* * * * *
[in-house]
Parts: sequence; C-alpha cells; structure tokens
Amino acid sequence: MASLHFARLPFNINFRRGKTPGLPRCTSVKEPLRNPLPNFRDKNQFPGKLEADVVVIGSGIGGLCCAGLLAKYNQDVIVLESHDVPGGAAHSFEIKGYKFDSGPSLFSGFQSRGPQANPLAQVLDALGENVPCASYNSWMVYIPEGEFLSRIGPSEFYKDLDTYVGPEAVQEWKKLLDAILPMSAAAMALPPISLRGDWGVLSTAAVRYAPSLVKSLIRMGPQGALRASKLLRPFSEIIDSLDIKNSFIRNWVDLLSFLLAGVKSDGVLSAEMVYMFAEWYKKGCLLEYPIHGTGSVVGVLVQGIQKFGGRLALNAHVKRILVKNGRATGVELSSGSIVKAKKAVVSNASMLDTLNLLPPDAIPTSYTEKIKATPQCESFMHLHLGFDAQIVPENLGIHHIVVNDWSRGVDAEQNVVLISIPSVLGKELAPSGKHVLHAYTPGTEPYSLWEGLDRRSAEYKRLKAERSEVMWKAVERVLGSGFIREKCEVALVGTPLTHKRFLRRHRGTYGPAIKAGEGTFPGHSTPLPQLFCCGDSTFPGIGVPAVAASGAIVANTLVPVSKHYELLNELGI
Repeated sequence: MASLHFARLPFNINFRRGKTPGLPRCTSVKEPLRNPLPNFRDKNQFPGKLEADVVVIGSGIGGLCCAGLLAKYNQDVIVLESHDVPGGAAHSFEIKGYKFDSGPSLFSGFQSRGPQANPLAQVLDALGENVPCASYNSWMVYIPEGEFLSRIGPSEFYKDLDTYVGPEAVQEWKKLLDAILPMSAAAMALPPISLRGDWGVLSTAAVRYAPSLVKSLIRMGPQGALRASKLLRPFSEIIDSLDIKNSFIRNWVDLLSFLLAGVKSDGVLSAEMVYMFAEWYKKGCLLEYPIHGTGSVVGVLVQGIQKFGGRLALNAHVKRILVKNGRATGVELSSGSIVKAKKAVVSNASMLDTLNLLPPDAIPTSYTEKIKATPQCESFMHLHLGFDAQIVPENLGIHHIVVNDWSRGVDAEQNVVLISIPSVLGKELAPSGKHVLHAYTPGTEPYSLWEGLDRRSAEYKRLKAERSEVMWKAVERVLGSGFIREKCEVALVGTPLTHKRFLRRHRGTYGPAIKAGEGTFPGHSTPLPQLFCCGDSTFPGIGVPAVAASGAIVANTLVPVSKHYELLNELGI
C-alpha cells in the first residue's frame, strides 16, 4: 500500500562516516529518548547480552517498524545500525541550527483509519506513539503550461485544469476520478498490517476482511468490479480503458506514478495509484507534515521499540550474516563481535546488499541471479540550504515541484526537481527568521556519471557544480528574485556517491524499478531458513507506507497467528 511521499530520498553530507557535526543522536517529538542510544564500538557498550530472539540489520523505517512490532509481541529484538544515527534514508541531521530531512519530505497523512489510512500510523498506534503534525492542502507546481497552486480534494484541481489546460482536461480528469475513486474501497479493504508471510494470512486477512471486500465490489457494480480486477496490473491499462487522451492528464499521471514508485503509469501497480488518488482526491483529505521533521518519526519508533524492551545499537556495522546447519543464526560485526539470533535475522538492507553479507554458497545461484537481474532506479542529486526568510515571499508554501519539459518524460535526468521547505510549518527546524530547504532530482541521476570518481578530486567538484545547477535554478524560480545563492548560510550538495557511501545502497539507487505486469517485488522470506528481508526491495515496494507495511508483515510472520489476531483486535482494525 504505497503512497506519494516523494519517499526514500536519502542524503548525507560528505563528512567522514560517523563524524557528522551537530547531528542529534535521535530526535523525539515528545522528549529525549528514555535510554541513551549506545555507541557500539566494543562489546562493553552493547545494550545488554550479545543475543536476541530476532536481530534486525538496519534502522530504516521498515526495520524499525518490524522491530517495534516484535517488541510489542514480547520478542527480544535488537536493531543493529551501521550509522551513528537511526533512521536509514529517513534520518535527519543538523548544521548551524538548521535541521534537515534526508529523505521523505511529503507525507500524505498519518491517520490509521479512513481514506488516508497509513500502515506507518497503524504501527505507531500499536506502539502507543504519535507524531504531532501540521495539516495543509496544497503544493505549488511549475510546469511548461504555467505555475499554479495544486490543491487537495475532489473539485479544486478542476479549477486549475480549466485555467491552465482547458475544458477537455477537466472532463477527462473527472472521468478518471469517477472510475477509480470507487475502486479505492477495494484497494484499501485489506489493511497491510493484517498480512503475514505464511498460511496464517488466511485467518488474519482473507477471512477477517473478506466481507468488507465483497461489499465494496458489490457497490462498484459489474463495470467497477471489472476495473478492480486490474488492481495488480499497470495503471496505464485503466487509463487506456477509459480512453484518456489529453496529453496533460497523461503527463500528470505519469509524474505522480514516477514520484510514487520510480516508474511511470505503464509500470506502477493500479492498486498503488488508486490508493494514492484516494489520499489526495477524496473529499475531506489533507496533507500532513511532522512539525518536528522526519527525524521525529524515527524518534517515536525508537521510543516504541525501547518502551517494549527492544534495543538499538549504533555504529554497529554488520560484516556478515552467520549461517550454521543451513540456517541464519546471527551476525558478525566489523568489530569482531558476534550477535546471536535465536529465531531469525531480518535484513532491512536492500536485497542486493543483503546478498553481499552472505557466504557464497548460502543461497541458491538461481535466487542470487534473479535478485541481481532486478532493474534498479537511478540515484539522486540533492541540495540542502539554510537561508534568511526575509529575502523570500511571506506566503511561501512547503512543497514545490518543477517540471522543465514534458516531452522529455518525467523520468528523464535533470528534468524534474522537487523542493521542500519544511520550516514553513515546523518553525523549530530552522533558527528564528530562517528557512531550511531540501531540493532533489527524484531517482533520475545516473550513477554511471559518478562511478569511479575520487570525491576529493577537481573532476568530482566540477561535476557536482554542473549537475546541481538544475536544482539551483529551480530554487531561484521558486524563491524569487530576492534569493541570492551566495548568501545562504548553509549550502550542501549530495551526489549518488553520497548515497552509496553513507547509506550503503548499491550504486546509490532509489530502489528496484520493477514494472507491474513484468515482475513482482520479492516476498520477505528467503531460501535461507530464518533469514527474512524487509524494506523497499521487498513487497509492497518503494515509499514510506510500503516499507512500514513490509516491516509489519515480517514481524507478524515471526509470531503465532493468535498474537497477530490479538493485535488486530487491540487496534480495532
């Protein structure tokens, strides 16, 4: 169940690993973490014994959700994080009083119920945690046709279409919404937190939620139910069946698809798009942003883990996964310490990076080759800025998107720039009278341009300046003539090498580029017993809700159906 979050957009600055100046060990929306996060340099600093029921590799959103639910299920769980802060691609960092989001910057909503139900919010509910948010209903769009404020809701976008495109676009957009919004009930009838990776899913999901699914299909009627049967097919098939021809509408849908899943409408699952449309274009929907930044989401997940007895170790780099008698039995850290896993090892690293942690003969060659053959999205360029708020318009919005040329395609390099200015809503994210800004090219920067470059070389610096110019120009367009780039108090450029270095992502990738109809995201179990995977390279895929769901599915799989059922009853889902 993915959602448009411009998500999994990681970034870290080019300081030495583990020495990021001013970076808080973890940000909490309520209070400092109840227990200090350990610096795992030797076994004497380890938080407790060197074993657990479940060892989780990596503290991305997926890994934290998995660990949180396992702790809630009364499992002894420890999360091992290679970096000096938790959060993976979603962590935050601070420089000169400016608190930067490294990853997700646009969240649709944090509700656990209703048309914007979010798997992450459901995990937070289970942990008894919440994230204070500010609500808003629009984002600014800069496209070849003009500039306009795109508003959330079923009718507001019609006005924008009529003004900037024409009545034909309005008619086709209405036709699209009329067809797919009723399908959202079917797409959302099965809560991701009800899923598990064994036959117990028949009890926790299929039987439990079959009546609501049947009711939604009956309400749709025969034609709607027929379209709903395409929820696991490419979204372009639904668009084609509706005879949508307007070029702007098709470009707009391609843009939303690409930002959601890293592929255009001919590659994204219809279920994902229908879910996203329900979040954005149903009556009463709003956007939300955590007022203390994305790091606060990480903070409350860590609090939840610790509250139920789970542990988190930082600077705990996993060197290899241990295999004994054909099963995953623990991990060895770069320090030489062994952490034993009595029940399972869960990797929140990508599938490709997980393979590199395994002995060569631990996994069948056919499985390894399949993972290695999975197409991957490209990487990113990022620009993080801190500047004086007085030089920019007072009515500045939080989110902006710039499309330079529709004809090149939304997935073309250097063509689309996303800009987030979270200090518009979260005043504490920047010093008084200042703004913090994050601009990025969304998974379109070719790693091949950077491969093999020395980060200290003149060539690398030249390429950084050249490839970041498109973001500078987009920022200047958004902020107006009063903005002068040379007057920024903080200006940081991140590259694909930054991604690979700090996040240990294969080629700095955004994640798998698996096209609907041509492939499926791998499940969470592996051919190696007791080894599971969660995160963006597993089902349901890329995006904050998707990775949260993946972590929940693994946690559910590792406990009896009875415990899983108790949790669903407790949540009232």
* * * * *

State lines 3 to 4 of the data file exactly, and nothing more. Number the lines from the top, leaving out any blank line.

Amino acid sequence: MASLHFARLPFNINFRRGKTPGLPRCTSVKEPLRNPLPNFRDKNQFPGKLEADVVVIGSGIGGLCCAGLLAKYNQDVIVLESHDVPGGAAHSFEIKGYKFDSGPSLFSGFQSRGPQANPLAQVLDALGENVPCASYNSWMVYIPEGEFLSRIGPSEFYKDLDTYVGPEAVQEWKKLLDAILPMSAAAMALPPISLRGDWGVLSTAAVRYAPSLVKSLIRMGPQGALRASKLLRPFSEIIDSLDIKNSFIRNWVDLLSFLLAGVKSDGVLSAEMVYMFAEWYKKGCLLEYPIHGTGSVVGVLVQGIQKFGGRLALNAHVKRILVKNGRATGVELSSGSIVKAKKAVVSNASMLDTLNLLPPDAIPTSYTEKIKATPQCESFMHLHLGFDAQIVPENLGIHHIVVNDWSRGVDAEQNVVLISIPSVLGKELAPSGKHVLHAYTPGTEPYSLWEGLDRRSAEYKRLKAERSEVMWKAVERVLGSGFIREKCEVALVGTPLTHKRFLRRHRGTYGPAIKAGEGTFPGHSTPLPQLFCCGDSTFPGIGVPAVAASGAIVANTLVPVSKHYELLNELGI
Repeated sequence: MASLHFARLPFNINFRRGKTPGLPRCTSVKEPLRNPLPNFRDKNQFPGKLEADVVVIGSGIGGLCCAGLLAKYNQDVIVLESHDVPGGAAHSFEIKGYKFDSGPSLFSGFQSRGPQANPLAQVLDALGENVPCASYNSWMVYIPEGEFLSRIGPSEFYKDLDTYVGPEAVQEWKKLLDAILPMSAAAMALPPISLRGDWGVLSTAAVRYAPSLVKSLIRMGPQGALRASKLLRPFSEIIDSLDIKNSFIRNWVDLLSFLLAGVKSDGVLSAEMVYMFAEWYKKGCLLEYPIHGTGSVVGVLVQGIQKFGGRLALNAHVKRILVKNGRATGVELSSGSIVKAKKAVVSNASMLDTLNLLPPDAIPTSYTEKIKATPQCESFMHLHLGFDAQIVPENLGIHHIVVNDWSRGVDAEQNVVLISIPSVLGKELAPSGKHVLHAYTPGTEPYSLWEGLDRRSAEYKRLKAERSEVMWKAVERVLGSGFIREKCEVALVGTPLTHKRFLRRHRGTYGPAIKAGEGTFPGHSTPLPQLFCCGDSTFPGIGVPAVAASGAIVANTLVPVSKHYELLNELGI